Housing is one of the most important issues facing many urban African communities. The shortage of affordable housing continues to grow, with nearly 57 million people still unable to afford a home. This housing deficit continues to be one of the biggest problems faced by Africans.
Digging further, when discussing urban Africa, the focus is the youth as they account for about 60% of the total population and stand at the forefront of urban development. This is where things get interesting. Despite this, the urban youth are facing challenges which could be broadly broken down into four categories: housing, health, education and jobs. These challenges contribute to crime, poverty and social exclusion. In addition to fundamental infrastructure issues, there are also economic issues that contribute to a lack of affordable housing such as unplanned inflation, taxation policies that discourage investment
Mixta Africa, represented by Onome Umukoro- Senior Brand Marketing Associate, joined in this conversation at the Chatham Roundtable which was held on the 17th of May, 2021. The discussion brought together stakeholders across the continent to discuss the means of unlocking economic opportunities for young people in Africa with a focus on Improving land use and discussion on housing challenges such as: Land rights, access to credit, cost of housing, and informal settlements. It featured Dr Taibat Lawanson, Associate Professor of Urban Planning, University of Lagos who spoke on the The needs and challenges of housing in megacities and Astrid Haas, Urban Economist, African Development Bank who discussed Opportunities for land rights and housing financing in Africa.
At the end of the discussion, highlights of the identified opportunities for unlocking the housing challenges in Africa include:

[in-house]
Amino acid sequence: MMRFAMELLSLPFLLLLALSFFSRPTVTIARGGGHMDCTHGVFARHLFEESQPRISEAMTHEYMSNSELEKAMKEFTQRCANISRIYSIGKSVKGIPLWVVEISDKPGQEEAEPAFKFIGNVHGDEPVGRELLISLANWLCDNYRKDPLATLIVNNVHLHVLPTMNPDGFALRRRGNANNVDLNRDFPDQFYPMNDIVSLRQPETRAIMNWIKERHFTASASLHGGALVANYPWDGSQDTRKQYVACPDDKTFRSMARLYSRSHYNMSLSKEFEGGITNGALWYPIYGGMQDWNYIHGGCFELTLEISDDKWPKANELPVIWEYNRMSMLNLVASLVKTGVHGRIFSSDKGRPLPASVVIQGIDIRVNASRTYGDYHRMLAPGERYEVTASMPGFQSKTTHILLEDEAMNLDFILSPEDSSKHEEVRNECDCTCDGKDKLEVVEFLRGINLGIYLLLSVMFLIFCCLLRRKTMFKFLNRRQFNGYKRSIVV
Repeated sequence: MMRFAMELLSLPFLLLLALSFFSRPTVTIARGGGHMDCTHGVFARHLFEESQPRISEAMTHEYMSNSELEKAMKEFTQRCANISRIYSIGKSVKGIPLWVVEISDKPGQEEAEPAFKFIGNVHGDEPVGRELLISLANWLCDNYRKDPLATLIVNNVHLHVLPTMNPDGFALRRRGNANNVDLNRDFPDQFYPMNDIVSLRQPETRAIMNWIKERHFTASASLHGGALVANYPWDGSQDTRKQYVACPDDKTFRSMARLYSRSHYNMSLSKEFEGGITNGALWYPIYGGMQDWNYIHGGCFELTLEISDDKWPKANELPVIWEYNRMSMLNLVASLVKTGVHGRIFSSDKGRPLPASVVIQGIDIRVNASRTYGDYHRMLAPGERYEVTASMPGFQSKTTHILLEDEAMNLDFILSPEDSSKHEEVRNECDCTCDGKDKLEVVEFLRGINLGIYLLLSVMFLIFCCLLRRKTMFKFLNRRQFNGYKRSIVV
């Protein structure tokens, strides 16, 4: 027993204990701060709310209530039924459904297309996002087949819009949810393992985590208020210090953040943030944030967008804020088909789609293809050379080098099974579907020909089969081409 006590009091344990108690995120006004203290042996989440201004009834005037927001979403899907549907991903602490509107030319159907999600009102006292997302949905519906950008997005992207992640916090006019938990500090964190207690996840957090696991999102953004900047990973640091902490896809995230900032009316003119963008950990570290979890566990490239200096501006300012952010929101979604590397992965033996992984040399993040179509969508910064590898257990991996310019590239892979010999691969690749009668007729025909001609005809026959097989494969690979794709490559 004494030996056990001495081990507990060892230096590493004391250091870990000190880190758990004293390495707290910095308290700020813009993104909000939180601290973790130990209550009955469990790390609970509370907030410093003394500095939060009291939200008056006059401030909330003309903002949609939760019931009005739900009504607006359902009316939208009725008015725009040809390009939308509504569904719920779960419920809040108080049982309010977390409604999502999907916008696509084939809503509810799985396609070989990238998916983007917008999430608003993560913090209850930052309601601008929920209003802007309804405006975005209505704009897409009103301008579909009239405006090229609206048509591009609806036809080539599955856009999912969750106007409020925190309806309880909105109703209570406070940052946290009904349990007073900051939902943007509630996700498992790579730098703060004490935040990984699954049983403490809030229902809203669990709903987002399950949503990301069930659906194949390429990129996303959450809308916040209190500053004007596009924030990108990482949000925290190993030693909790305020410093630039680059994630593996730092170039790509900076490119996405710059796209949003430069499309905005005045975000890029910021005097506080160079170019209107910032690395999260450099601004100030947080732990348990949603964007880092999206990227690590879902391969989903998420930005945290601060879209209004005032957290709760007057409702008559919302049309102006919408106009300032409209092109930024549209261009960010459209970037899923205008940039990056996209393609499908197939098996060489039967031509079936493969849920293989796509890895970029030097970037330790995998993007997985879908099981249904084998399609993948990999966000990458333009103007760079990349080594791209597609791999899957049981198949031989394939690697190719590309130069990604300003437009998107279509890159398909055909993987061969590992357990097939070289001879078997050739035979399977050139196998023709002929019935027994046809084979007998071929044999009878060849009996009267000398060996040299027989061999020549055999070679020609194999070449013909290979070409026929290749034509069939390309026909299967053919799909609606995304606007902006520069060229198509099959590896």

- The need for Land data systems for the African continent which has the potential to revolutionize the way private and public equity capital flows into the continent by increasing transparency and accountability.
- Establishing a property system that allows for the recognition and taxation of land could be a critical way of improving revenue generation ability and the competence of the government to increase participation in housing.
- Tapping into the diaspora market as there are young Africans in diaspora earning an average of $3,000. They are the perfect contributors who can come back to their countries to invest in affordable housing development.
- Government and Institutions as enablers: to help encourage private development in urban communities,the Government should create programs that recognize successful strategies for attracting private investment in new developments. The strategies include attracting private development, streamlining permits and development processes, increasing density in urban areas, and improving land-use practices.
Finally, the attendees agreed that though housing is seen as an economic good rather than social good, solutions/programs should respond to both needs. Attendees at the roundtable discussion included Tade Adeniyi – Commercial Strategy, Mixta Africa, Bob Dewar, Associate Fellow, Africa Programme, Chatham House, and the Chair: Emmanuel Adegboye, Mo Ibrahim Foundation Academy Fellow, Africa Programme, Chatham House.